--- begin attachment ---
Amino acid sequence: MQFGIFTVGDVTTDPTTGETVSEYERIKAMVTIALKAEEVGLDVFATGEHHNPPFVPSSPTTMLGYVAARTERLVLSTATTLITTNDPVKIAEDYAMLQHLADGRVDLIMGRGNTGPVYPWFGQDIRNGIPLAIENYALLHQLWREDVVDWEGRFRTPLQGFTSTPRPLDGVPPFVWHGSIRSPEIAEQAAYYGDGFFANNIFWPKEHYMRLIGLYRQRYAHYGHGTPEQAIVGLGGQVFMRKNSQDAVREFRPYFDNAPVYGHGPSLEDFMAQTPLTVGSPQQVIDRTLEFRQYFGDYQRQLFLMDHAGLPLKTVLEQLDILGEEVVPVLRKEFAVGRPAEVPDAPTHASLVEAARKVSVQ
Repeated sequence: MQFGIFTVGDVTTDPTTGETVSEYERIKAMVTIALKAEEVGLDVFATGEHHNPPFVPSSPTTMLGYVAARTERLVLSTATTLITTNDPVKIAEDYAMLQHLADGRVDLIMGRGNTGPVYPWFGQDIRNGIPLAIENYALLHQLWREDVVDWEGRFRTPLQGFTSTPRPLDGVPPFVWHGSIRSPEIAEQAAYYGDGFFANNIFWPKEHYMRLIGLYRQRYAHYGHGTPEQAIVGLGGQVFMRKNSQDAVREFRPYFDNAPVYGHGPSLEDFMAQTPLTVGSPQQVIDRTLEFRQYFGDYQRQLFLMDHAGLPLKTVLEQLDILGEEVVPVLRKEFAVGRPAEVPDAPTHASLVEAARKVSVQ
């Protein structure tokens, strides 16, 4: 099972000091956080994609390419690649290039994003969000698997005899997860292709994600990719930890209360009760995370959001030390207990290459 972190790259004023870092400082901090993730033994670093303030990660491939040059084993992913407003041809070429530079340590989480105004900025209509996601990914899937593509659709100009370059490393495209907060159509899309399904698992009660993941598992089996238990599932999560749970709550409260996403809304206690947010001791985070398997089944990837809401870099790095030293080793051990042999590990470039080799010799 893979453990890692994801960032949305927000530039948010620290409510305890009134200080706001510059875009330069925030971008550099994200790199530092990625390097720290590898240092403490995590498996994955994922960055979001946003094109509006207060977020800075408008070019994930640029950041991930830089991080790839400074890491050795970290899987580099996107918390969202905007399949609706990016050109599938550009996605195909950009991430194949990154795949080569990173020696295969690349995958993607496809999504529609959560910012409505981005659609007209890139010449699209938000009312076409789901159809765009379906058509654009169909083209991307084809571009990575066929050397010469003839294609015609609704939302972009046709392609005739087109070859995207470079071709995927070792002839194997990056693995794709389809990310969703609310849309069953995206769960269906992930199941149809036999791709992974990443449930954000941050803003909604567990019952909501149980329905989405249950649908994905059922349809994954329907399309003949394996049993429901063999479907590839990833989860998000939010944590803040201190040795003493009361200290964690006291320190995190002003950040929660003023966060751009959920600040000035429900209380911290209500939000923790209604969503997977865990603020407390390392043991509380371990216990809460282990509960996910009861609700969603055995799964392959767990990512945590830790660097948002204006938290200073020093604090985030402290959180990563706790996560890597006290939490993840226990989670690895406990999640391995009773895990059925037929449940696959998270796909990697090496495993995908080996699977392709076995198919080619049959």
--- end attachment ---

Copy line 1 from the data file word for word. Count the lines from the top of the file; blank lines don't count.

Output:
Amino acid sequence: MQFGIFTVGDVTTDPTTGETVSEYERIKAMVTIALKAEEVGLDVFATGEHHNPPFVPSSPTTMLGYVAARTERLVLSTATTLITTNDPVKIAEDYAMLQHLADGRVDLIMGRGNTGPVYPWFGQDIRNGIPLAIENYALLHQLWREDVVDWEGRFRTPLQGFTSTPRPLDGVPPFVWHGSIRSPEIAEQAAYYGDGFFANNIFWPKEHYMRLIGLYRQRYAHYGHGTPEQAIVGLGGQVFMRKNSQDAVREFRPYFDNAPVYGHGPSLEDFMAQTPLTVGSPQQVIDRTLEFRQYFGDYQRQLFLMDHAGLPLKTVLEQLDILGEEVVPVLRKEFAVGRPAEVPDAPTHASLVEAARKVSVQ